that a majority of Québec voters were then at the centre-right, the exercise reveals
a higher than expected level of familiarity among respondents with the concepts
of Left and Right. In this spirit, for Boussole respondents, Québec’s political parties
had diverse positions that could be identified along the Left-Right axis. The
respondents’ self-positioning also confirmed some ideological similarities between
some parties, and a correlation between a voter’s support for independence and a
more Left-aligned position (Montigny, Gélineau and Pétry, 2012

                                        Figure 1
                   Respondents’ self-positioning on the Left-Right axis
                              based on voting intentions





                      1           2            3           4            5           6           7
                                  Average position on the Left-Right axis

1. This tool ran from August 1, 2012, to election day, September 4. 544,678 respondents participated. Of
   these, about 330,000 agreed to fill out the complementary questionnaire. The complementary questionnaire
   made it possible to collate sociodemographic data and some respondent attitudes about politics.
The political parties, even the two dominant parties, the QLP and PQ, are now
Young people find the        also differentiated along the socioeconomic axis. Over the last several years, the
                             Left-Right aspect of traditional political debate has become part of Québec’s
sovereignist project less    partisan dynamic. The national question is clearly no longer the only voting vector
appealing than previous      for many voters. The 2012 student crisis on access to education may have been
generations did. This does   a much more important political socialization event for the new generations than
                             the grand referendum manoeuvres experienced by those who preceded them.
not necessarily mean they
are federalists.             3. Public opinion and the new generations
                             A great deal of caution is required in analyzing Québec’s electorate. As we have
                             said, it has been especially volatile in recent years. Yet numerous opinion polls
                             conducted by various polling firms indicate that the Yes-No cleavage is in decline.
                             This phenomenon is especially true for young people.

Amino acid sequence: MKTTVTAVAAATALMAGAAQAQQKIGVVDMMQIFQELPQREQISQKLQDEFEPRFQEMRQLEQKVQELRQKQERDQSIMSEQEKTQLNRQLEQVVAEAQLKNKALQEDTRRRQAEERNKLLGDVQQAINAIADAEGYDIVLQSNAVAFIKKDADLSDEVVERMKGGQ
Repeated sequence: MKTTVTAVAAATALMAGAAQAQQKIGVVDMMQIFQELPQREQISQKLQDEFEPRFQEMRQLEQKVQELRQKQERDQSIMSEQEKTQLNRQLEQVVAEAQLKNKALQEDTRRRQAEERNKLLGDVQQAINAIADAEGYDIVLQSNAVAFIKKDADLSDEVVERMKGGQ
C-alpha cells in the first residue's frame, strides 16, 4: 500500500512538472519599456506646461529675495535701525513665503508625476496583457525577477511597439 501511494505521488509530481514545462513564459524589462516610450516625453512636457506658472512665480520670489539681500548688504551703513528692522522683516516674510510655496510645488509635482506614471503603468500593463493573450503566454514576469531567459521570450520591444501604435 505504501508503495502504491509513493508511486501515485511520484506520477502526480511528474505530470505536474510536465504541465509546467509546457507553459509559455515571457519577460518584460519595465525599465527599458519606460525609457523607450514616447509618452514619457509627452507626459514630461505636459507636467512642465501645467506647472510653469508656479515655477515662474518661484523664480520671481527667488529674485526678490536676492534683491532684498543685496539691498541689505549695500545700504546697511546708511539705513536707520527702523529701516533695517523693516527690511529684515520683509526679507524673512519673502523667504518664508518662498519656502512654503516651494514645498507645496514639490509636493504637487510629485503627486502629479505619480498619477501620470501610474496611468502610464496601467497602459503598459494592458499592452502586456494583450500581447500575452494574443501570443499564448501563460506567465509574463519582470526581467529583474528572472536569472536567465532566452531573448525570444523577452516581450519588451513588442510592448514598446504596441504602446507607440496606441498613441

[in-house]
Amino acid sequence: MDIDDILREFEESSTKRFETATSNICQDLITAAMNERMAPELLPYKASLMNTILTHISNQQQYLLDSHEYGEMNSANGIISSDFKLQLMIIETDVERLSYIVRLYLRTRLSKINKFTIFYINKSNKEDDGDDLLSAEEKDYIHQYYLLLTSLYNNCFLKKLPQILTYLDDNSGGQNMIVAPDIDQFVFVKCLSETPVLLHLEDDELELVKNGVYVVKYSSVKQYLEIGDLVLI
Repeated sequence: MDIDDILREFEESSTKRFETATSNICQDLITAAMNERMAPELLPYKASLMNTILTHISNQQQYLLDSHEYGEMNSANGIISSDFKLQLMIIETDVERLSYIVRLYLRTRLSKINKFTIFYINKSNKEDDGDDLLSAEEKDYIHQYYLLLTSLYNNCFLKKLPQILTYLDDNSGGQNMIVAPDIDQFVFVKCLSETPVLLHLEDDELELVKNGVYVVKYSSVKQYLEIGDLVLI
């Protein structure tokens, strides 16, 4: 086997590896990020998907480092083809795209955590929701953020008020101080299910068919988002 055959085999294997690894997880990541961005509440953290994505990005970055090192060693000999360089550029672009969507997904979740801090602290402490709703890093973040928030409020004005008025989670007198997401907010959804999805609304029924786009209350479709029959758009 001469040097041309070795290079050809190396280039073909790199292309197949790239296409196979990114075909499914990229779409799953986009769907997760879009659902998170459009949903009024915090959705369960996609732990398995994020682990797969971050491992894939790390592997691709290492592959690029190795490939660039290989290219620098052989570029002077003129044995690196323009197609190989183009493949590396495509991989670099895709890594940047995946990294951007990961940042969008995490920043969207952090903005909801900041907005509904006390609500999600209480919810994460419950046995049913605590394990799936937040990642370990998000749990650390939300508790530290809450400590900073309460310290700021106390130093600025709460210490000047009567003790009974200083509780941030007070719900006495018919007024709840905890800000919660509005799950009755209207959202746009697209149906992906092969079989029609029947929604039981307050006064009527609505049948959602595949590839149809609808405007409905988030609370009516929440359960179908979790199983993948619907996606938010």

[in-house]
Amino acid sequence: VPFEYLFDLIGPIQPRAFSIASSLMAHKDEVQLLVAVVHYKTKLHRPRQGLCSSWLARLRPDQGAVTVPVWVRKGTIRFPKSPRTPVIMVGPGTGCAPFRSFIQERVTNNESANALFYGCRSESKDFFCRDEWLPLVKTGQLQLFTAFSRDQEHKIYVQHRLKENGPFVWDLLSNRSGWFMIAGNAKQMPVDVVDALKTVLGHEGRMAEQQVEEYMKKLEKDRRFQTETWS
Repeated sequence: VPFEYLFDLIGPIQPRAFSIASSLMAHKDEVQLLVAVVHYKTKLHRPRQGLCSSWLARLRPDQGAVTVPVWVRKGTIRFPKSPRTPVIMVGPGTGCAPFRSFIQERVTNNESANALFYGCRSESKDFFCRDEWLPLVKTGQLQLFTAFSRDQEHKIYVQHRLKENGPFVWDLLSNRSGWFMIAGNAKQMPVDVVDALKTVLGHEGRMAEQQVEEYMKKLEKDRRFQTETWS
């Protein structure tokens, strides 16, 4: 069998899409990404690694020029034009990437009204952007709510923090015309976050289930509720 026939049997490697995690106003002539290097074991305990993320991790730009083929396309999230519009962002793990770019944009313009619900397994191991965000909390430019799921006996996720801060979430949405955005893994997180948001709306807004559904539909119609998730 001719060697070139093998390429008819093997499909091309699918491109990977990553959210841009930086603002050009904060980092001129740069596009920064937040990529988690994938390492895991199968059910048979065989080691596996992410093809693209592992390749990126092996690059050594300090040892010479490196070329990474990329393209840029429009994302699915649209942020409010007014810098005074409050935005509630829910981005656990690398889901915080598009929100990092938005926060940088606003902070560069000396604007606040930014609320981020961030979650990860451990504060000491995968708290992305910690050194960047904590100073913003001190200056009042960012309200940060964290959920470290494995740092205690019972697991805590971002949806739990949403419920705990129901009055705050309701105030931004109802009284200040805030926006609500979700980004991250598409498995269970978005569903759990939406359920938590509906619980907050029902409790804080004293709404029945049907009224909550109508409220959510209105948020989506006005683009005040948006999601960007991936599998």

Done immediately after the 2014 election, CROP’s 2014 portrait of the political
                             attitudes of young Québecers aged 18 to 24 is telling.2 Among other things, it
                             shows that young people find the sovereignist project less appealing than
                             previous generations did. This does not necessarily mean they are federalists. In
                             a study of 125 surveys conducted since 1977, sociologist Claire Durand
                             concluded that youth support for sovereignty and the PQ was declining constantly.3
                             These are not new findings. The data from the 2014 Boussole électorale
                             québecoise4 (Québec Vote Compass) broadcast on Radio-Canada already
                             indicated this trend. Young Parti québécois elected representatives had been
                             discussing the phenomenon for several years.5

                             Sociologist Simon Langlois analyzed data collected by Léger in surveys conducted
                             between 1995 and 2015.6 The data represents 44 compiled surveys and 44,972
                             respondents, for whom he analyzed “firm” Yes and No positions. He observed a
                             demobilization of the proponent group (active francophone population) and a
                             downtrend in support for Québec sovereignty starting in the 2000s. He concluded
                             that everything suggested that the horizon for independence was becoming
                             more remote; independence was the project of one generation, driven by the
                             baby boomers.

                             A CROP survey conducted in October 15 for the Research Chair in Democracy